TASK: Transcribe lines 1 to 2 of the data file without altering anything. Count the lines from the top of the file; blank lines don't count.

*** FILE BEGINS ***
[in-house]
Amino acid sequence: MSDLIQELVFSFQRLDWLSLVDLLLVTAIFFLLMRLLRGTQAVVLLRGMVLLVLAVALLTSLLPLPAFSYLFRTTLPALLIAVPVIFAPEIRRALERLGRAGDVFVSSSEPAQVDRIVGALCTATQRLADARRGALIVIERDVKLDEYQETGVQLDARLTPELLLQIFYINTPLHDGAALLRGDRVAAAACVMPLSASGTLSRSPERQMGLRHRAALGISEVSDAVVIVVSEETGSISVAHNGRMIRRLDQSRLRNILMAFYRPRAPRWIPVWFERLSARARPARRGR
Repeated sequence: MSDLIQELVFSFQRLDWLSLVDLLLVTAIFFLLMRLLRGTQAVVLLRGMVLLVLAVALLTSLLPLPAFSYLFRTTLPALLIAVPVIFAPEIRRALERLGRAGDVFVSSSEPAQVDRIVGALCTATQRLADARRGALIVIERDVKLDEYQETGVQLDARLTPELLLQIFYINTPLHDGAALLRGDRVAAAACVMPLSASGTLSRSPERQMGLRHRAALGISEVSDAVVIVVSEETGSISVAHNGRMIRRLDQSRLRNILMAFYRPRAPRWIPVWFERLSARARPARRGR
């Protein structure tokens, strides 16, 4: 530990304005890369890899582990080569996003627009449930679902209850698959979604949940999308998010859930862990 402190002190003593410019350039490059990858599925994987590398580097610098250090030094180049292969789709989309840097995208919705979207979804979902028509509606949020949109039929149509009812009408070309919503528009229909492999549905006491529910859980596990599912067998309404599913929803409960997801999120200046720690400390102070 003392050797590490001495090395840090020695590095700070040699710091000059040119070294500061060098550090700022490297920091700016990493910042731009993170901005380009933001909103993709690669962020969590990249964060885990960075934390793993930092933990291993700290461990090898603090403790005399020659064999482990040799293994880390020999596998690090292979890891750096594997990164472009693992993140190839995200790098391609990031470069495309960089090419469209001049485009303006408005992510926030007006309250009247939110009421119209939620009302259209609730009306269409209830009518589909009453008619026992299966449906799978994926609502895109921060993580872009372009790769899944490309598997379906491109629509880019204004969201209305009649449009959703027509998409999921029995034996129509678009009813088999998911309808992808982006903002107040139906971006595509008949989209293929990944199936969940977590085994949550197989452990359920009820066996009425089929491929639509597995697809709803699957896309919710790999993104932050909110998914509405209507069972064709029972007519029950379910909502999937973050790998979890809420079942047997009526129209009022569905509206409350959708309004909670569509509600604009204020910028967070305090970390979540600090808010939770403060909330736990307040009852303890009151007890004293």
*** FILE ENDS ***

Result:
[in-house]
Amino acid sequence: MSDLIQELVFSFQRLDWLSLVDLLLVTAIFFLLMRLLRGTQAVVLLRGMVLLVLAVALLTSLLPLPAFSYLFRTTLPALLIAVPVIFAPEIRRALERLGRAGDVFVSSSEPAQVDRIVGALCTATQRLADARRGALIVIERDVKLDEYQETGVQLDARLTPELLLQIFYINTPLHDGAALLRGDRVAAAACVMPLSASGTLSRSPERQMGLRHRAALGISEVSDAVVIVVSEETGSISVAHNGRMIRRLDQSRLRNILMAFYRPRAPRWIPVWFERLSARARPARRGR